Why Hillary Clinton Will Never Be Vice President


Bonnie Goldstein

Woman Up Editor
Last week Washington was abuzz denying (or repeating) speculation by investigative journalist Bob Woodward of Woodward and Bernstein Watergate fame. Woodward told CNN it was "on the table" in Obama's camp for Secretary of State Hillary Clinton and Vice President Joe Biden to exchange places before the 2012 election. He later backtracked (after the president's spokesman called the rumor "just absolutely not true"), but whatever was Bob Woodward thinking?
The former first lady is not remotely interested in the vice president's job. Don't get me wrong, as Washington jobs go, Vice President of the United States is nothing to scoff at. In addition to guaranteed invitations to state dinners, the office also comes with access, opportunity and influence.
While historically the VP post has been largely ceremonial, recent former vice presidents Al Gore and Dick Cheney both acted as back up commanders in chief (especially Cheney). They served their respective administrations as assistant presidents with all the pulpit and power implied (also, crested White House stationery).
Hillary ClintonWoodward's idea has merit from VP Biden's standpoint. Prior to (eagerly) joining the ticket of an ascendant Barack Obama in August 2008, Biden was the eminence gris chairman of the Senate Foreign Relations Committee. He could probably do a decent job as top ambassador, and a cabinet post would be a nice career topper. He'd eventually live out his days at the Council on Foreign Relations.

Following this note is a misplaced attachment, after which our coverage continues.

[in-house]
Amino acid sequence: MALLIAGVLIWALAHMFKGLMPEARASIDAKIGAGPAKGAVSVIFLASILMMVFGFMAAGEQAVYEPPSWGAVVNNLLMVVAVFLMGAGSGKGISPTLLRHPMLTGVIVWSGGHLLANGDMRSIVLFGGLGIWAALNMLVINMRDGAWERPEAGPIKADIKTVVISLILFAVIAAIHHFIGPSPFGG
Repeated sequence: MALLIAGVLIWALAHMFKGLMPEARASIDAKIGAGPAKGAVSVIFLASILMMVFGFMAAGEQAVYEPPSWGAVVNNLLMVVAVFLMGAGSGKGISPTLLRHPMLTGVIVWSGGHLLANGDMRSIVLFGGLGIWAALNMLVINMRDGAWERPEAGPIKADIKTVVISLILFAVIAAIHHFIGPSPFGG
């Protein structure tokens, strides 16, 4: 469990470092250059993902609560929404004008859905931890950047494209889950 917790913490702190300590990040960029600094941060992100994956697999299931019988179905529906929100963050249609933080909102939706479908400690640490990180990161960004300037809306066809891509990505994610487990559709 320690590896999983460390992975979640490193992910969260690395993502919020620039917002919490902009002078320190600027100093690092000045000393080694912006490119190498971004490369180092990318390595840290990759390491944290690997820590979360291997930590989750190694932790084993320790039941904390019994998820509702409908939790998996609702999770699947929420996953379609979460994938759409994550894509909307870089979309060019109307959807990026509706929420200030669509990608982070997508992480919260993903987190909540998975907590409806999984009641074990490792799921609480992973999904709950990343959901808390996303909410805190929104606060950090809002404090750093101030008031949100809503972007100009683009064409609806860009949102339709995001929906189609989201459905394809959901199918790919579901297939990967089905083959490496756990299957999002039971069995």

Hillary Clinton, as a viable contender in 2016 for her boss' job, has different goals. The 61-year-old stateswoman has her briefcase full working toward peace in the Middle East and needs to marshal her energy.
As part of a two career couple, Hillary Rodham Clinton's policymaking moments started relatively late in her life. As a young woman during the politically turbulent 1970s, she was a staff member in the halls of Congress. In those years, on the family hierarchy of needs, her husband's career was the more important. Like many wives, she famously let her profession take a back seat to his.
Since her husband's semi-retirement, Mrs. Clinton has gracefully and effectively pursued her own career ambitions (and I for one am appreciating the cracks in the glass ceiling). Being secretary of state has a broad global impact and, although it requires a lot of time out of town, offers her many opportunities for principled policy. She seems tired but happy.

Nevertheless, I am the same age as Hillary and suspect that she must only have so much stamina. Delayed gratification comes at a cost.

I can envision one last Clinton run for president in six years. But it's hard to imagine in two, instead of a steady job brokering peace, Hillary would be (again) campaigning for someone else to sit in the Oval Office. Woodward might know how to follow the money, but he has a lot to learn about middle-aged women.